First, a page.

The neighbour's take on this report is that I am encroaching on his land along the entire length of the fence boundary (and with my shed at the bottom of the garden). Even though he paid for and erected the fencing himself on his own land!

His proposed "practical solution" is that I remove his fence and erect a 3 to 4 ft fence along the surveyors proposed boundary line (removing two 20ft holly trees in the process), and then he'll let me keep my shed where it is. Even though he still won't be able to access his guttering without coming on to my land (which might be why he's proposing a low fence?)

I've sent a response back already but I've no idea where this is going to go next...

Regards,
bluegate
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Re: Yet another boundary dispute

Postby arborlad » Fri Jan 08, 2016 4:29 pm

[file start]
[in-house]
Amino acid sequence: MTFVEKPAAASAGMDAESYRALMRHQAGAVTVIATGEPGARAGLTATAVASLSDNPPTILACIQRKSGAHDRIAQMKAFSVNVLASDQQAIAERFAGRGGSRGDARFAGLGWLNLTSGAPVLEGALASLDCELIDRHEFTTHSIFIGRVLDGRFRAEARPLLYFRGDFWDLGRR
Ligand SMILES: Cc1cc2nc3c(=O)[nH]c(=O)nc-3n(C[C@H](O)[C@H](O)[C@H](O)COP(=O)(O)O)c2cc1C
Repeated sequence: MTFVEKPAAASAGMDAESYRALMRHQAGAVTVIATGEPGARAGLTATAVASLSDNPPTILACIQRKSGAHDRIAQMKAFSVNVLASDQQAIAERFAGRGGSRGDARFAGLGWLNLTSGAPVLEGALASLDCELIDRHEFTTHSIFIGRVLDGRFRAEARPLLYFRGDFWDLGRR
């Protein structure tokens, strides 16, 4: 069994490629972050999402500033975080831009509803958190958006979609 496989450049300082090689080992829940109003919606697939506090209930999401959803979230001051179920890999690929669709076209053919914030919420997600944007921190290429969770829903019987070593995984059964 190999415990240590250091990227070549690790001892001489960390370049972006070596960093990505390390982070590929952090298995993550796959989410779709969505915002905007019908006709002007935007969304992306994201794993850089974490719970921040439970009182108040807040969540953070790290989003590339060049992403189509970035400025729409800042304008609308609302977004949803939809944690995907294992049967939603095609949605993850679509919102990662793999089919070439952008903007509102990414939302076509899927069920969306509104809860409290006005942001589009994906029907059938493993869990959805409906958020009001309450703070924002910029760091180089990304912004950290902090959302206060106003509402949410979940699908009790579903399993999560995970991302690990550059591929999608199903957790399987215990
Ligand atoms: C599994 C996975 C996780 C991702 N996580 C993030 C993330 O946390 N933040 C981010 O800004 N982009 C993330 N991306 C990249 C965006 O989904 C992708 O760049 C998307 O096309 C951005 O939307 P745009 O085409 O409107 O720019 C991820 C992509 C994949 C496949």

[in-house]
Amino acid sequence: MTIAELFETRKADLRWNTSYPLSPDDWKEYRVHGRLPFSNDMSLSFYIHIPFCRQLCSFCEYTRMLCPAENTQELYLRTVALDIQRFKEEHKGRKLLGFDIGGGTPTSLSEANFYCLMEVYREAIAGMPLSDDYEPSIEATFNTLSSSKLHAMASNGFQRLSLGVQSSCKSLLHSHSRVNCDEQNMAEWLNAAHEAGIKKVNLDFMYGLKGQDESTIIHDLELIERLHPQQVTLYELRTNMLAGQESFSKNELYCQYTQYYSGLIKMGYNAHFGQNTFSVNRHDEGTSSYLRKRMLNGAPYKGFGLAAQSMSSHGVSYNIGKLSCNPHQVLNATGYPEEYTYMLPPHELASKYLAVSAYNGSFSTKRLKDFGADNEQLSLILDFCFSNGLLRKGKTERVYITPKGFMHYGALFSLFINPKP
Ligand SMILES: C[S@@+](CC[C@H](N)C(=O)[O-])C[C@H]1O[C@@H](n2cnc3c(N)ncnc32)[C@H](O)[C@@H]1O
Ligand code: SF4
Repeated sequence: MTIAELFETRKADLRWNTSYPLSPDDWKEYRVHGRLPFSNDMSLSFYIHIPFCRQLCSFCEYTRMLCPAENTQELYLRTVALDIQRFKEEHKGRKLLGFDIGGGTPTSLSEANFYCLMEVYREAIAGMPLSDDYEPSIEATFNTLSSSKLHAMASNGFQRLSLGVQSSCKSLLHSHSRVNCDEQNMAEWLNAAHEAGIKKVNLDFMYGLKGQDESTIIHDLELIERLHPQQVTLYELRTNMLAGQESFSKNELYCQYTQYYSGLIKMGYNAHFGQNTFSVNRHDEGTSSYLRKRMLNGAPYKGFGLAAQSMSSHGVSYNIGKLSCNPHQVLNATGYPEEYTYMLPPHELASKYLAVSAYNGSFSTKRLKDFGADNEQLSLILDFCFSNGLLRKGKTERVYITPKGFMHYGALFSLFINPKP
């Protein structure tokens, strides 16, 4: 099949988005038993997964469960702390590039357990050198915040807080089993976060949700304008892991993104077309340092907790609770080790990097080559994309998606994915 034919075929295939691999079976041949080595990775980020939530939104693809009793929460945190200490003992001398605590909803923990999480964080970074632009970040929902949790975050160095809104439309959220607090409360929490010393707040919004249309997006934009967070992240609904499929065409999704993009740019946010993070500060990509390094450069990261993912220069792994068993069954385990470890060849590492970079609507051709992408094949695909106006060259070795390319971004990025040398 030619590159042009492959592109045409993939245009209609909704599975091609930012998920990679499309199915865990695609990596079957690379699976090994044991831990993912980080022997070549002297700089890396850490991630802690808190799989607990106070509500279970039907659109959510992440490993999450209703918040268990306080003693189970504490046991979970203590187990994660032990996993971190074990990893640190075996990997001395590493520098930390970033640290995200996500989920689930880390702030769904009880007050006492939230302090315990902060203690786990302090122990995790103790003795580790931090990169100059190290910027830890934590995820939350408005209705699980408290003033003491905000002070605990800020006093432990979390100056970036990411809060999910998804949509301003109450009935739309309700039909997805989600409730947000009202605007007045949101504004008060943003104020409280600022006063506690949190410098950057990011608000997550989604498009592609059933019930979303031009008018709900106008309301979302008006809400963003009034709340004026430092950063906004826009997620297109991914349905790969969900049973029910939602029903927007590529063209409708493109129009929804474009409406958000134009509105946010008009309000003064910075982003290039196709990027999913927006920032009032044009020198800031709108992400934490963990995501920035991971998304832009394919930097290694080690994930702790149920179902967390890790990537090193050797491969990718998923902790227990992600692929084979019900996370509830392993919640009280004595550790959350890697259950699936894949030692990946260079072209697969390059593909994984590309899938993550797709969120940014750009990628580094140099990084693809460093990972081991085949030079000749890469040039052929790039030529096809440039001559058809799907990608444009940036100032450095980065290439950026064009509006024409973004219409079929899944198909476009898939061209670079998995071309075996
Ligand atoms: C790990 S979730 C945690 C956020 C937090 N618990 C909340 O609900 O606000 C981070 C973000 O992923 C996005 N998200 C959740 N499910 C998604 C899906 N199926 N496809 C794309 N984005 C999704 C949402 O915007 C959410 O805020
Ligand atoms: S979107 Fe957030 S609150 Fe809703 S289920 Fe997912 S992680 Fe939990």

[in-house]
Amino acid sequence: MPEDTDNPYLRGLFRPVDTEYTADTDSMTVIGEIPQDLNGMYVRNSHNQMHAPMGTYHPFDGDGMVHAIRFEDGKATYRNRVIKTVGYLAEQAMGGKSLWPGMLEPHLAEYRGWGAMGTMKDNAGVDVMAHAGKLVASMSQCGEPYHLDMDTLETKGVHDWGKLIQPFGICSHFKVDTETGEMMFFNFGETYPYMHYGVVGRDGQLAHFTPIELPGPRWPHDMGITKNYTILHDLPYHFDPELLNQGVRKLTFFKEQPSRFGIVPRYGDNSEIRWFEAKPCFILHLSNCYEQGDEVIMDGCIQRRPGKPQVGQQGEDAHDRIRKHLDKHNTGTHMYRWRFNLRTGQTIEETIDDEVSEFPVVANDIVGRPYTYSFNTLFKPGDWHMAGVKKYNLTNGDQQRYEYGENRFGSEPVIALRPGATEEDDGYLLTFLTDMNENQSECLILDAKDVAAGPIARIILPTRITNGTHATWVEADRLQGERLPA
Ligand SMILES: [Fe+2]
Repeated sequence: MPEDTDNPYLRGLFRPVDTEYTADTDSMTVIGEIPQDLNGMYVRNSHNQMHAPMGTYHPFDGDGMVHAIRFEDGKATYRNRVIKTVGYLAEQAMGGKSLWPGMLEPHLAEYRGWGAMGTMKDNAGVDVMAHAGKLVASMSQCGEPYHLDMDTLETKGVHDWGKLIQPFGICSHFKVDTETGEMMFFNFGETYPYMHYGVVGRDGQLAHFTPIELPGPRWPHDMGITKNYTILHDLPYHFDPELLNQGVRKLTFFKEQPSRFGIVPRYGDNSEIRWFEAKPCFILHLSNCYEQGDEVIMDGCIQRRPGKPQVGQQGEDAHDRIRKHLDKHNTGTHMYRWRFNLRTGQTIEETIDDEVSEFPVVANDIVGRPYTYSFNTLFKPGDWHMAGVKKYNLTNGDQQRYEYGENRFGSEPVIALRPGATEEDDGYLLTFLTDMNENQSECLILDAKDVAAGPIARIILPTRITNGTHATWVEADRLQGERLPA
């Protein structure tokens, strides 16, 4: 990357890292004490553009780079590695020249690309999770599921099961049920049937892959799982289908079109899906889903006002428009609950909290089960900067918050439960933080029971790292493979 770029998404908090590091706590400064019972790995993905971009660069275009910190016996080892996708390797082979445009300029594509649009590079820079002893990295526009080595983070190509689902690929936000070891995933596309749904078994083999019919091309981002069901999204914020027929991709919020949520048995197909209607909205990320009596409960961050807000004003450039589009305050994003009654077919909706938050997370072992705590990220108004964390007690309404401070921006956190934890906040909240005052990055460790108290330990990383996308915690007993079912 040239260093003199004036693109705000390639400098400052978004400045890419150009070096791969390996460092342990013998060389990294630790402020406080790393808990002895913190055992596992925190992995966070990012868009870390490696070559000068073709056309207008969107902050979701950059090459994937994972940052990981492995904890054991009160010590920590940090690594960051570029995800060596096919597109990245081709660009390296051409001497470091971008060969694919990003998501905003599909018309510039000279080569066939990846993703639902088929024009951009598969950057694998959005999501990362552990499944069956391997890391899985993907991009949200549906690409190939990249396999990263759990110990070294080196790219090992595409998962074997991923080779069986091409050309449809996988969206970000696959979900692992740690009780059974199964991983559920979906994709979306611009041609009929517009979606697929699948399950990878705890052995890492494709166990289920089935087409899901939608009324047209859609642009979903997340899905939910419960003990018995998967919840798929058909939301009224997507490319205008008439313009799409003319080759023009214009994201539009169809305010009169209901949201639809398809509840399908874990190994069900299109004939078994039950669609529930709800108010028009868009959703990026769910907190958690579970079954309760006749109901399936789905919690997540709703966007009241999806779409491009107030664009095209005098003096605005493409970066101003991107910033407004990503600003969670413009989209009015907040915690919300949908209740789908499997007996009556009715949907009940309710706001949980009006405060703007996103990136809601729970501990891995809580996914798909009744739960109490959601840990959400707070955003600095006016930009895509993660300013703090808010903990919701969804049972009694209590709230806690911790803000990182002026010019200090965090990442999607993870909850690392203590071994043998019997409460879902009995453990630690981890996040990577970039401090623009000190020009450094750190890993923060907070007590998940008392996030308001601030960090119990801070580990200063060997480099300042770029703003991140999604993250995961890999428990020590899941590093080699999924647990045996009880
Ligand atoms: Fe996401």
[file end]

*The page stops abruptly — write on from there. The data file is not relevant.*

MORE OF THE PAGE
bluegate wrote:Hi all,

I received a letter and a copy of the surveyors report from my neighbour yesterday.

The surveyors opinion is that the boundary is probably approx. 25cm from the wall at one end, and 39cm from the wall at the other end..........She also states that this is not enough land for the neighbour to perform maintenance tasks on his property and he will still require access to my garden.


Regards,
bluegate



Of course it isn't, but it's not your fault - a metre or metre and a half would be required to safely access and maintain a single storey building.



She has based this on extrapolating a straight line from the front of my property (which borders a different neighbour), along an existing hedge and through to the back on my property




Although a boundary is often presumed to be a single straight line, in reality, it is often a series of straight lines that make up the boundary if there is something on the ground to explain that. Who owns the hedge?
arborlad

smile...it confuses people
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Re: Yet another boundary dispute

Postby bluegate » Fri Jan 08, 2016 4:50 pm

Hi arborlad,

I'm not certain who owns the hedge - it doesn't border the problem neighbour (it's right at the front of my property). There is an old wire fence running down the middle underneath of the hedge which is what the surveyor used as the boundary line.

Regards,
bluegate